Before you plan a long distance move to another state or area of the country, you need to be aware of how much you'll be paying in state tax. Don't forget that sales tax and property tax will also change and should be part of your calculation when you plan your move.
Facts About State Taxes
Revenue is collected by the government in different areas, in particular through sales tax, income tax, property tax, estate tax, excise tax, licensing tax, etc...
In some states you may have to pay into all the coffers or just some; it varies from state to state.
As you consider changes to your tax rate if you move states, keep in mind where your tax dollars go. It's possible that your income tax will lower in the new state, but property taxes are higher than where you currently live. You need to weigh all the pros and cons to see if your move will cause you to pay more tax and if so, how that will affect your household's income.
State Income Tax
There are a few states that don't collect income tax, with some of the larger states being Florida, Texas and Washington. Other income tax-free states include, South Dakota, Alaska, Nevada and Wyoming. While income tax isn't collected, the tax dollars must be generated somehow, so always look for other ways that the government may collect, such as gambling taxes in Nevada.
Six states have a flat rate on all income, including Indiana, Illinois, Colorado, Massachusetts, Pennsylvania and Michigan.
The rates vary from a low 3% in Illinois to 5.3% in Massachusetts.
Generally, forty one states collect revenue via income tax. Two states, New Hampshire and Tennessee, collect taxes on income derived from dividends and interest only, while thirty five states based your income taxes on federal returns.
For more information on income tax rates and tax preparation, check out the Guide to Tax Planning. This site also provides great tips for saving money on your tax return. For the latest tax tables, including comparison between states, see The Federation of Tax Administrators.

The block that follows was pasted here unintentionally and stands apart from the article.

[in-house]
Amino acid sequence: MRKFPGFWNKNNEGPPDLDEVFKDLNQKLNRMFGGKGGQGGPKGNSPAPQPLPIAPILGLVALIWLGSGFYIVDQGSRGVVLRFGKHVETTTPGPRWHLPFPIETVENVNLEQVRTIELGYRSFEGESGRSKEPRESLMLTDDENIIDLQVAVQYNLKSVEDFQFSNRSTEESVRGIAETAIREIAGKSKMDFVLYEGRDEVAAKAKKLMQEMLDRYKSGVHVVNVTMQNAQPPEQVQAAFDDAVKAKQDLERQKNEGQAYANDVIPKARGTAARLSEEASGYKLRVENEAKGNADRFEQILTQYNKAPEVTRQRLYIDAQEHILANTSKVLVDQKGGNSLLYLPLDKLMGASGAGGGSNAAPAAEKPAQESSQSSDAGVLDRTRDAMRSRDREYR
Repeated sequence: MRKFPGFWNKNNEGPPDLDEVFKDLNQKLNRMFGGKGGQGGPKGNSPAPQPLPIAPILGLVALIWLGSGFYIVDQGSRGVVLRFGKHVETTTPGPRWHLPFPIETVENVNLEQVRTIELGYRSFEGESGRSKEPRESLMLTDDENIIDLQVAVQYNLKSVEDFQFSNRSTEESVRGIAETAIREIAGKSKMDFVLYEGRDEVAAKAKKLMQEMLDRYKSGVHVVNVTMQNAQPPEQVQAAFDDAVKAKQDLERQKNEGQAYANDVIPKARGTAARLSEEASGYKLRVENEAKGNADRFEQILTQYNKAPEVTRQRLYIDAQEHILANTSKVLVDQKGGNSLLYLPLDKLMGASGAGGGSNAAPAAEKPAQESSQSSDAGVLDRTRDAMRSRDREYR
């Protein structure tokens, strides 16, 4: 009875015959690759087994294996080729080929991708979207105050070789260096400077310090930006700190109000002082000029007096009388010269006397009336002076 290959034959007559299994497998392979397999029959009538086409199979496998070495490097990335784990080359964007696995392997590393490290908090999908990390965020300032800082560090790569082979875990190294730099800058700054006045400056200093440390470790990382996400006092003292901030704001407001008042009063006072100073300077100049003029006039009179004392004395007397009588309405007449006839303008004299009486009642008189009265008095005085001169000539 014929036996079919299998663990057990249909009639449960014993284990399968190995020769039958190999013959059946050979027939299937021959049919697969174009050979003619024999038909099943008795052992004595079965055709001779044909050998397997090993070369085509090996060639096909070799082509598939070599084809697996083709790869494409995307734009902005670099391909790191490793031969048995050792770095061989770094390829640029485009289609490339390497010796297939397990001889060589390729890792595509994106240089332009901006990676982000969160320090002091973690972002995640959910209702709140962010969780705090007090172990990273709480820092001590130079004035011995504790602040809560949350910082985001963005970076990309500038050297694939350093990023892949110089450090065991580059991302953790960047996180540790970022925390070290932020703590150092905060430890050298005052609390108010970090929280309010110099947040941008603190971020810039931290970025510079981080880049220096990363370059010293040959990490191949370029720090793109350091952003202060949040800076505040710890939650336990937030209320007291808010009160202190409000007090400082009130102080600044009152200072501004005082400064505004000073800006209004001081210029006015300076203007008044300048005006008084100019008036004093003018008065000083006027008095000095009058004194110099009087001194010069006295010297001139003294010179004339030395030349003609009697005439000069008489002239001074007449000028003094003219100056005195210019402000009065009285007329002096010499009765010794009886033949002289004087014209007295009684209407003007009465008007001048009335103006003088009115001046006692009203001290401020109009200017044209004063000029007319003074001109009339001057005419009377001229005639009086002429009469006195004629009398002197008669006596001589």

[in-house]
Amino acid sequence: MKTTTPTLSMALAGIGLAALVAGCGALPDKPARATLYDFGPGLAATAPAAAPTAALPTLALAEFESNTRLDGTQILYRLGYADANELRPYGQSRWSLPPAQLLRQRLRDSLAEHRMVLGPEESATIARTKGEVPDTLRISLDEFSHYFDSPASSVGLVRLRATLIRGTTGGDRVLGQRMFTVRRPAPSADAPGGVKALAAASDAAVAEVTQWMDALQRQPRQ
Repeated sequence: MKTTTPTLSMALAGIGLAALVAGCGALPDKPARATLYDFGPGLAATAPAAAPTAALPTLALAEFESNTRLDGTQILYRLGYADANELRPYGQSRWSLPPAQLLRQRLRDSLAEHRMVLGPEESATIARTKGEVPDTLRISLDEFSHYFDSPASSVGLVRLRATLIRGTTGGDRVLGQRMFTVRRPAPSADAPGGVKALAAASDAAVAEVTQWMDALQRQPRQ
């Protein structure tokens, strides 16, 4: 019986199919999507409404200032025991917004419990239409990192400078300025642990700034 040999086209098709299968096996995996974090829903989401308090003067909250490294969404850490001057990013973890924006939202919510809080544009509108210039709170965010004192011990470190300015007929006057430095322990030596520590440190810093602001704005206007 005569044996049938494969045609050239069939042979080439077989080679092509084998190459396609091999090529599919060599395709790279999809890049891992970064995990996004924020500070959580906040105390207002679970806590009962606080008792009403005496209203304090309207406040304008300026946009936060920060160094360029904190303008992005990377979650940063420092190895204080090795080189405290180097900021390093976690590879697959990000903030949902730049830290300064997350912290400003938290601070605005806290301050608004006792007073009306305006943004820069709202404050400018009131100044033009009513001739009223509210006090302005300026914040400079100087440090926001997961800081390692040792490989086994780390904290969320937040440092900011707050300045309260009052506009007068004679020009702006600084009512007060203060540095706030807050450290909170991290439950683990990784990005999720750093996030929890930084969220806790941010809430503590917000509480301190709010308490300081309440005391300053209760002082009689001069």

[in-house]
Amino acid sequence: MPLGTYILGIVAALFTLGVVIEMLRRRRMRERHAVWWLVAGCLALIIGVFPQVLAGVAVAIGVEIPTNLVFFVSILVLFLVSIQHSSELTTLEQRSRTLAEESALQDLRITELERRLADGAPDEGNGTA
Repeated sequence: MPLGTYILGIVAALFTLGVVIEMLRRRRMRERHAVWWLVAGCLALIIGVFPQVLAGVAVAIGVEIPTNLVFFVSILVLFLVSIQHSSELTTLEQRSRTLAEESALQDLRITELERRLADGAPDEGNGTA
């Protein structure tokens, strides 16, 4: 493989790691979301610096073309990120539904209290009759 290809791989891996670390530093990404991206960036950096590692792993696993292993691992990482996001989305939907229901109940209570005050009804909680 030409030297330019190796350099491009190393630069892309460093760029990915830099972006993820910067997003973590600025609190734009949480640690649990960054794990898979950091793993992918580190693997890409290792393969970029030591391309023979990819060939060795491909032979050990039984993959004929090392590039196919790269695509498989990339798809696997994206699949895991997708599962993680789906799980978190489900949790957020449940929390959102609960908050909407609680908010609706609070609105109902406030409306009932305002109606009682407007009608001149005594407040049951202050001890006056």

State Sales Tax
All but five states collect sales tax on purchased items. These exemptions include Alaska, Delaware, Montana, New Hampshire and Oregon. Depending on the state, you'll either be paying an additional tax on top of the state sales tax or simply a flat rate on goods.
States such as Connecticut, Hawaii, Indiana, Kentucky, Maine, Maryland, Massachusetts, Michigan, Mississippi, New Jersey, Rhode Island, Vermont, Virginia, and West Virginia have a flat rate schedule, while the remaining states allow the county and/or city to add taxes in addition to the state sales tax. Depending on where you live, you may be paying more for goods than if you drove to the next city or county.
What is Taxable?
States also vary in what items are considered taxable.
Some will include clothing, while excluding certain types of food. Find out before you move by checking your local state government website.
State Property Tax
While property taxes are collected at the local level, by counties, cities and towns, the rate is capped by the state government, meaning that the local government cannot exceed the maximum. This also means that rates will vary by location. So do your research first to find the lowest rates in the state. Remember, though, that property taxes are the primary means of generating revenue for local use, with much of it going towards education, roads and often emergency services.
Tax Relief Programs
Most states do have property tax relief programs in place for those who are struggling to keep up. Again, programs vary from state to state, so it's worth looking into if you think you may qualify for assistance, credit or a rebate.
States with the Highest Tax
Some of the highest state taxes in the country are located in the Northeast, such as New Jersey, New Hampshire, New York, Connecticut and Massachusetts. Lowest rates belong to the Southern states which include Arkansas, Mississippi, West Virginia, Alabama and Louisiana. Again, for more information on your particular state, go to the official government page found here.